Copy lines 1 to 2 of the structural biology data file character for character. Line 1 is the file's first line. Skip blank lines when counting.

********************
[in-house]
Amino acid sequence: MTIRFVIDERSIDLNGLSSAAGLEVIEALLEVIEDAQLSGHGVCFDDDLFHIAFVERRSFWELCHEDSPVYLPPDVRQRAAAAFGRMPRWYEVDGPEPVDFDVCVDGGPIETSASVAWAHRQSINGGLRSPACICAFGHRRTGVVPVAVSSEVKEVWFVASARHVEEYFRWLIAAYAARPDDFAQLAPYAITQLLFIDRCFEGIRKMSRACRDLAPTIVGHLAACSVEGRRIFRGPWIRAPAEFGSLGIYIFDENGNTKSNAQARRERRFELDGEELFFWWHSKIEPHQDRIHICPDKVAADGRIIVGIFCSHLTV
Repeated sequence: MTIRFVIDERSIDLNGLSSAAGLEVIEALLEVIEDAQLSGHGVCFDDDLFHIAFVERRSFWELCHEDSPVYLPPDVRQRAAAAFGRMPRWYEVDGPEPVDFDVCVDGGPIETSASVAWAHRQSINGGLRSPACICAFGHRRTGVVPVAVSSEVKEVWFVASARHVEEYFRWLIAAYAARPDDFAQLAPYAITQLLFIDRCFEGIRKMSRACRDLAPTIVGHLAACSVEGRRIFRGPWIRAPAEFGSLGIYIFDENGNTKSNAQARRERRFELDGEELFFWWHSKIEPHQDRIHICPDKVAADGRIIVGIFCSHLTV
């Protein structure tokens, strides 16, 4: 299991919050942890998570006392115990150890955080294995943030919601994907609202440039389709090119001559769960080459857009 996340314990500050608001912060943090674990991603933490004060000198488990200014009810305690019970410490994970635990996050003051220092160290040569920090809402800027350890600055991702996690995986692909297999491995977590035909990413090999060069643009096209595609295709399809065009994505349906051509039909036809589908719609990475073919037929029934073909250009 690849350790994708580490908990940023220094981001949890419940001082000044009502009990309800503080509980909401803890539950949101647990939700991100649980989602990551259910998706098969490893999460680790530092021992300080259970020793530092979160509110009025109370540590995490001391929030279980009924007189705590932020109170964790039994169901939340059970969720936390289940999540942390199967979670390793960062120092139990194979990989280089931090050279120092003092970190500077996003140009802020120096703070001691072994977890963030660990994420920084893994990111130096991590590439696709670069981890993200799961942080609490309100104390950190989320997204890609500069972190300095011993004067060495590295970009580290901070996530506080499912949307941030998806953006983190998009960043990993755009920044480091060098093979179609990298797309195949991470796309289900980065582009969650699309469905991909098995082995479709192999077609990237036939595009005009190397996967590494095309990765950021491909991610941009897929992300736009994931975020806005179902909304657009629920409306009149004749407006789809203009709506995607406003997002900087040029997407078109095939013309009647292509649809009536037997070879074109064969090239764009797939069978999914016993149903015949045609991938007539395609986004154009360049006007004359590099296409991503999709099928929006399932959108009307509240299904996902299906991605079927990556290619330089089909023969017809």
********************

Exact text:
[in-house]
Amino acid sequence: MTIRFVIDERSIDLNGLSSAAGLEVIEALLEVIEDAQLSGHGVCFDDDLFHIAFVERRSFWELCHEDSPVYLPPDVRQRAAAAFGRMPRWYEVDGPEPVDFDVCVDGGPIETSASVAWAHRQSINGGLRSPACICAFGHRRTGVVPVAVSSEVKEVWFVASARHVEEYFRWLIAAYAARPDDFAQLAPYAITQLLFIDRCFEGIRKMSRACRDLAPTIVGHLAACSVEGRRIFRGPWIRAPAEFGSLGIYIFDENGNTKSNAQARRERRFELDGEELFFWWHSKIEPHQDRIHICPDKVAADGRIIVGIFCSHLTV